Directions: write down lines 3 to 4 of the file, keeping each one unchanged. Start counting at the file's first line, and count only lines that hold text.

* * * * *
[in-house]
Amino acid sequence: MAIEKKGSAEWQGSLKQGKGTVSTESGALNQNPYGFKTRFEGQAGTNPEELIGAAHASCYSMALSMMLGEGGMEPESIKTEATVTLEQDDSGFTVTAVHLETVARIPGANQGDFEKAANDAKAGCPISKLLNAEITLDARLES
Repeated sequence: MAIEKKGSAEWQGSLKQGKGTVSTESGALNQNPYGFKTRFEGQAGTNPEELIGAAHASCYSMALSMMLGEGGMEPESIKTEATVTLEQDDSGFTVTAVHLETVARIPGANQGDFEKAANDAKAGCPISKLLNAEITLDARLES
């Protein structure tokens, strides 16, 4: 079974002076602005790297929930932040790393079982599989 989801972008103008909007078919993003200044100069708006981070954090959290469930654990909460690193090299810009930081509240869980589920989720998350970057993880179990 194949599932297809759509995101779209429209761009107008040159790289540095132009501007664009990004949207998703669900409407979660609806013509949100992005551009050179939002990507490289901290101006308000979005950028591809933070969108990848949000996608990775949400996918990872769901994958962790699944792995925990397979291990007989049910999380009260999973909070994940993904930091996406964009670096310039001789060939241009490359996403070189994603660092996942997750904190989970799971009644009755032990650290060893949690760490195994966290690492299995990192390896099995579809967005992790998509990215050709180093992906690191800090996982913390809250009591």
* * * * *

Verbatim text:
Repeated sequence: MAIEKKGSAEWQGSLKQGKGTVSTESGALNQNPYGFKTRFEGQAGTNPEELIGAAHASCYSMALSMMLGEGGMEPESIKTEATVTLEQDDSGFTVTAVHLETVARIPGANQGDFEKAANDAKAGCPISKLLNAEITLDARLES
């Protein structure tokens, strides 16, 4: 079974002076602005790297929930932040790393079982599989 989801972008103008909007078919993003200044100069708006981070954090959290469930654990909460690193090299810009930081509240869980589920989720998350970057993880179990 194949599932297809759509995101779209429209761009107008040159790289540095132009501007664009990004949207998703669900409407979660609806013509949100992005551009050179939002990507490289901290101006308000979005950028591809933070969108990848949000996608990775949400996918990872769901994958962790699944792995925990397979291990007989049910999380009260999973909070994940993904930091996406964009670096310039001789060939241009490359996403070189994603660092996942997750904190989970799971009644009755032990650290060893949690760490195994966290690492299995990192390896099995579809967005992790998509990215050709180093992906690191800090996982913390809250009591």